However, the second case is worse. Destination buffer is not large enough to hold translated data.  WideCharToMultiByte fails correctly by returning 0, but destination buffer is nevertheless filled with data without a null trailing character.  If destination buffer is used without checking return value, a non-null terminating string will propagate through subsequent use of the string.

Some developers are aware of this issue, and they have an elegant way of handling the return value.  They add a null character to the destination buffer at the index indicated by the return value. 

    wchar_t wstrTest1[] = L"123456789";
    char strTest1[9];

    // Parse 2 characters without a null-terminating character
    int result = WideCharToMultiByte(CP_UTF8, 0, (LPCWSTR) wstrTest1, 2, strTest1, sizeof(strTest1), NULL, NULL);

    // Some developers add this check
    strTest1[result] = NULL;

    // Result: 2 (Success) strTest1: 2 characters long and null-terminated
    printf("Result: %d\n", result);
    printf("Converted: %s\n", strTest1);

When WideCharToMultiByte fails, it returns 0, and strTest1[0] is set to NULL.  It is a reasonable outcome because failed execution should return an empty string.  On the other hand,  When WideCharToMultiByte succeeds, it returns the number of characters written to the destination buffer. strTest1[result] means that a null character is appended to the return string.

The above code works very elegantly in most cases, except a boundary case.  It is always the boundary case, isn’t it?  It has a subtle non-exploitable buffer overflow bug.  What happen if the return value is equal to number of characters allowed in the destination buffer?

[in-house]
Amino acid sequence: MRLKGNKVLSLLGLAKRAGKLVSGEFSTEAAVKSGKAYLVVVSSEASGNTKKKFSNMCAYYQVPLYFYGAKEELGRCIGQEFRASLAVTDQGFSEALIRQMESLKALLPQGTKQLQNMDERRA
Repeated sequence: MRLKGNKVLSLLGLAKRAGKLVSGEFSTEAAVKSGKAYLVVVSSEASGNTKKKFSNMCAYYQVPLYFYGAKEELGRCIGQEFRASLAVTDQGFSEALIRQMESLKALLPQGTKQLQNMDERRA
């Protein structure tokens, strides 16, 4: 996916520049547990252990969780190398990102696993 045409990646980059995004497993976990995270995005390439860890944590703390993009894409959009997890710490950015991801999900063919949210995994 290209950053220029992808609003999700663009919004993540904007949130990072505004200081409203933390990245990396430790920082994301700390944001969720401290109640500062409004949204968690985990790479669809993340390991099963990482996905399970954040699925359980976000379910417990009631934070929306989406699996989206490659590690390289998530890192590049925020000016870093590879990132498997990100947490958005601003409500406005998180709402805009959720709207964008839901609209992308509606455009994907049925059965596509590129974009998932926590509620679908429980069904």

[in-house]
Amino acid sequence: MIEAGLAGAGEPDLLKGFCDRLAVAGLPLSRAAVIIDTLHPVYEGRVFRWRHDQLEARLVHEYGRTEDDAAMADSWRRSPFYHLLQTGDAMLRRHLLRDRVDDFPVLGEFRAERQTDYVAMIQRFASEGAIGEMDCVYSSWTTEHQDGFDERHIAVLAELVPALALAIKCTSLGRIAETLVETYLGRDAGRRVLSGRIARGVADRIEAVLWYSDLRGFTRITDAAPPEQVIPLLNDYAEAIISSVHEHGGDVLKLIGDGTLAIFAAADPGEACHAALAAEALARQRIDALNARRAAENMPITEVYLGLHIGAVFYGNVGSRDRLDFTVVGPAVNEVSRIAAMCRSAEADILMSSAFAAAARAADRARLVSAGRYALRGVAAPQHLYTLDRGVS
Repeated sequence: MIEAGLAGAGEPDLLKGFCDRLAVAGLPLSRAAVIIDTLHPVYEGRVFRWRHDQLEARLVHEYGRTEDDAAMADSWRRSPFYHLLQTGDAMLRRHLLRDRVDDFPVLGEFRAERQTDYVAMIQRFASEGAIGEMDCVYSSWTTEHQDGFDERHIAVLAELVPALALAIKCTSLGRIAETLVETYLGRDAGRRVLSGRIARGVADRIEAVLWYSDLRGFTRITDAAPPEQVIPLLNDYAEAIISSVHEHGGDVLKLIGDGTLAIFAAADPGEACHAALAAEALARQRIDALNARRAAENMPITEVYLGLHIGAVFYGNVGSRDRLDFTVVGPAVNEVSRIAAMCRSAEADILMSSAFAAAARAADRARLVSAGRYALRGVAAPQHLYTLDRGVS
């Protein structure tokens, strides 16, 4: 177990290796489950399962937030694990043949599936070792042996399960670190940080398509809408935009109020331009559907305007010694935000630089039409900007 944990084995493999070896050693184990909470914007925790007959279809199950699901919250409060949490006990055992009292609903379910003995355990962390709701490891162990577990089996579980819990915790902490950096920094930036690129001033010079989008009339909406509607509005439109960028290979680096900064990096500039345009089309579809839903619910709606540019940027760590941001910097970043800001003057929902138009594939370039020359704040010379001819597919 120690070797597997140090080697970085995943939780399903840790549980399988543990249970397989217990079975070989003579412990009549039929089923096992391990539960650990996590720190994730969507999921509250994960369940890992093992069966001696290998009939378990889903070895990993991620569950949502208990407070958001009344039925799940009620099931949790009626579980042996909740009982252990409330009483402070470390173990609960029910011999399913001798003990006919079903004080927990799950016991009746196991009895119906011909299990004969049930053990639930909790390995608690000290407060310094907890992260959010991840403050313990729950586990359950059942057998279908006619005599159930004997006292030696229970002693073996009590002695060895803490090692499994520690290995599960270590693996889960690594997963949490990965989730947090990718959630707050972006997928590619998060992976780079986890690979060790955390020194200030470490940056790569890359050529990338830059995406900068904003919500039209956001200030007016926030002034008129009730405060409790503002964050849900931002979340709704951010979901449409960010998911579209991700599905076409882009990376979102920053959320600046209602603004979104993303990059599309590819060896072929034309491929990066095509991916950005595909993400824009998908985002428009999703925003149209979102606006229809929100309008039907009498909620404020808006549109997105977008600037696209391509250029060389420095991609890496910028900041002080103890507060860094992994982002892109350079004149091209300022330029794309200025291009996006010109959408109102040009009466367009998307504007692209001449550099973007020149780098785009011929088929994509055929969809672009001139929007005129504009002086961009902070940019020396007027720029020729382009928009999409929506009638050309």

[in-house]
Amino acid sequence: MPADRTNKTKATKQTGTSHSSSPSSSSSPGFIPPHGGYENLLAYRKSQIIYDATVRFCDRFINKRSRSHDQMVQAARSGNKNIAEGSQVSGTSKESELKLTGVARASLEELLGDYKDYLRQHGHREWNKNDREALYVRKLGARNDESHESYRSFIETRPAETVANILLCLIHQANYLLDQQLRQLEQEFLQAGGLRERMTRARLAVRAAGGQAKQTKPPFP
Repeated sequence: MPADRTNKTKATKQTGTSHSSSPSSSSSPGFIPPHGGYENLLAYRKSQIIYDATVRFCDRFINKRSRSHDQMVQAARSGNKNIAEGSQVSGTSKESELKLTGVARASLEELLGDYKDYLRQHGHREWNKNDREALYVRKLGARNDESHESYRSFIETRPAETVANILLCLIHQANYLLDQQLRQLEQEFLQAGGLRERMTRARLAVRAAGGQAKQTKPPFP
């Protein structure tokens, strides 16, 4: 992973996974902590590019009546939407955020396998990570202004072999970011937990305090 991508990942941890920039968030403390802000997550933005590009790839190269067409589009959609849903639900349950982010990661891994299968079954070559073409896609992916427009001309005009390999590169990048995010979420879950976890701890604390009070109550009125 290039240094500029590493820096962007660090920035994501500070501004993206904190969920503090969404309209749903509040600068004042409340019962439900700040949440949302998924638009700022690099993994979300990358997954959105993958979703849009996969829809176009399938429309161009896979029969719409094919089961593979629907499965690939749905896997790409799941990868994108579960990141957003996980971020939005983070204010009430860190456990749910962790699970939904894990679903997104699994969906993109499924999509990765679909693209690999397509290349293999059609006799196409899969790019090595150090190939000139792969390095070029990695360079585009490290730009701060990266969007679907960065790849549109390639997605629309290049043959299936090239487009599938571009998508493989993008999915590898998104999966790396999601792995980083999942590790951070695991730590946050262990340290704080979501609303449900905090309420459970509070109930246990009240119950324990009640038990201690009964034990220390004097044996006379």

When that occurs, a null character is written past the end of the destination buffer.  It can potentially destabilize the system and cause denial of service. There are many ways to fix this issue.  A fix is to add a conditional statement to handle where return value is equal to the number of characters in the buffer.  Another fix is to increase the size of destination buffer by 1 to accommodate the extra null character.  This example illustrates the first fix.

    wchar_t wstrTest1[] = L"123456789";
    char strTest1[10];

    // Parse all characters
    int result = WideCharToMultiByte(CP_UTF8, 0, (LPCWSTR) wstrTest1, 10, strTest1, sizeof(strTest1), NULL, NULL);
    if (result == sizeof(strTest1))
        strTest1[result-1] = NULL;
    else
        strTest1[result] = NULL;

    // Result: 10 (Success) strTest1: 9 characters long and null-terminated
    printf("Result: %d\n", result);
    printf("Converted: %s\n", strTest1);

Developer Checklist

1. Always check the return values of MultiByteToWideChar and WideCharToMultiByte.  If not, code reviewers should file them as bugs
2. Adopt the suggested fixes if you don’t need any custom error handling

 

There are more common pitfalls related to using these two APIs.  It will be in the next installment.

Skip to main content